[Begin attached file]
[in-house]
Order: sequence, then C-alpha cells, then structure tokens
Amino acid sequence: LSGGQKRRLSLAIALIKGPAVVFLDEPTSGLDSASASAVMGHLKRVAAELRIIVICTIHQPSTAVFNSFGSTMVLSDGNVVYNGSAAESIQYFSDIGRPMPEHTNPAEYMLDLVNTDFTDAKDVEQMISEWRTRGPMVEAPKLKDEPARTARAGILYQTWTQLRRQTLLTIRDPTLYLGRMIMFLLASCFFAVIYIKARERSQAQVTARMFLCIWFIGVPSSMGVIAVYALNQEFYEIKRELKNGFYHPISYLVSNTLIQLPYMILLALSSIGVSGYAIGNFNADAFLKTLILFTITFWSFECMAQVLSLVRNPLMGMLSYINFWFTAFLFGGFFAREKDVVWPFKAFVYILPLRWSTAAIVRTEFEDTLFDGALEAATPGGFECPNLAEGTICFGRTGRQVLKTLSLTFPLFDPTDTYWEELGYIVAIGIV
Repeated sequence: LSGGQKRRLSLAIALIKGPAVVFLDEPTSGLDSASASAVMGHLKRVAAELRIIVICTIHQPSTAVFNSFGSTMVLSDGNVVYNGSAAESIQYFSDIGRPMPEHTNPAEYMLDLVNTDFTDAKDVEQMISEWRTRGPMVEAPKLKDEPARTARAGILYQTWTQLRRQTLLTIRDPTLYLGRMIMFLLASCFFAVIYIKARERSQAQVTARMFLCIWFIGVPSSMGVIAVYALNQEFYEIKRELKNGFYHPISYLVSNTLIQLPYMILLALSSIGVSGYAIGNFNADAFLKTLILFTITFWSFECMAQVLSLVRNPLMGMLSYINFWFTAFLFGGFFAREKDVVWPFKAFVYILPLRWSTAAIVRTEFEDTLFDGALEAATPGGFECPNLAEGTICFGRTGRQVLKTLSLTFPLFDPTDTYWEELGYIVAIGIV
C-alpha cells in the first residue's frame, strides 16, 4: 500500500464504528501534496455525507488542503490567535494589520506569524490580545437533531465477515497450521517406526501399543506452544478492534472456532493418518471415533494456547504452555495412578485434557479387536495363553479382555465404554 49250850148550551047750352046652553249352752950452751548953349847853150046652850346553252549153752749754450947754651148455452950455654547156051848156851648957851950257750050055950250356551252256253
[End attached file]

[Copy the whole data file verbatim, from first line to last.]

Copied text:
[in-house]
Order: sequence, then C-alpha cells, then structure tokens
Amino acid sequence: LSGGQKRRLSLAIALIKGPAVVFLDEPTSGLDSASASAVMGHLKRVAAELRIIVICTIHQPSTAVFNSFGSTMVLSDGNVVYNGSAAESIQYFSDIGRPMPEHTNPAEYMLDLVNTDFTDAKDVEQMISEWRTRGPMVEAPKLKDEPARTARAGILYQTWTQLRRQTLLTIRDPTLYLGRMIMFLLASCFFAVIYIKARERSQAQVTARMFLCIWFIGVPSSMGVIAVYALNQEFYEIKRELKNGFYHPISYLVSNTLIQLPYMILLALSSIGVSGYAIGNFNADAFLKTLILFTITFWSFECMAQVLSLVRNPLMGMLSYINFWFTAFLFGGFFAREKDVVWPFKAFVYILPLRWSTAAIVRTEFEDTLFDGALEAATPGGFECPNLAEGTICFGRTGRQVLKTLSLTFPLFDPTDTYWEELGYIVAIGIV
Repeated sequence: LSGGQKRRLSLAIALIKGPAVVFLDEPTSGLDSASASAVMGHLKRVAAELRIIVICTIHQPSTAVFNSFGSTMVLSDGNVVYNGSAAESIQYFSDIGRPMPEHTNPAEYMLDLVNTDFTDAKDVEQMISEWRTRGPMVEAPKLKDEPARTARAGILYQTWTQLRRQTLLTIRDPTLYLGRMIMFLLASCFFAVIYIKARERSQAQVTARMFLCIWFIGVPSSMGVIAVYALNQEFYEIKRELKNGFYHPISYLVSNTLIQLPYMILLALSSIGVSGYAIGNFNADAFLKTLILFTITFWSFECMAQVLSLVRNPLMGMLSYINFWFTAFLFGGFFAREKDVVWPFKAFVYILPLRWSTAAIVRTEFEDTLFDGALEAATPGGFECPNLAEGTICFGRTGRQVLKTLSLTFPLFDPTDTYWEELGYIVAIGIV
C-alpha cells in the first residue's frame, strides 16, 4: 500500500464504528501534496455525507488542503490567535494589520506569524490580545437533531465477515497450521517406526501399543506452544478492534472456532493418518471415533494456547504452555495412578485434557479387536495363553479382555465404554 49250850148550551047750352046652553249352752950452751548953349847853150046652850346553252549153752749754450947754651148455452950455654547156051848156851648957851950257750050055950250356551252256253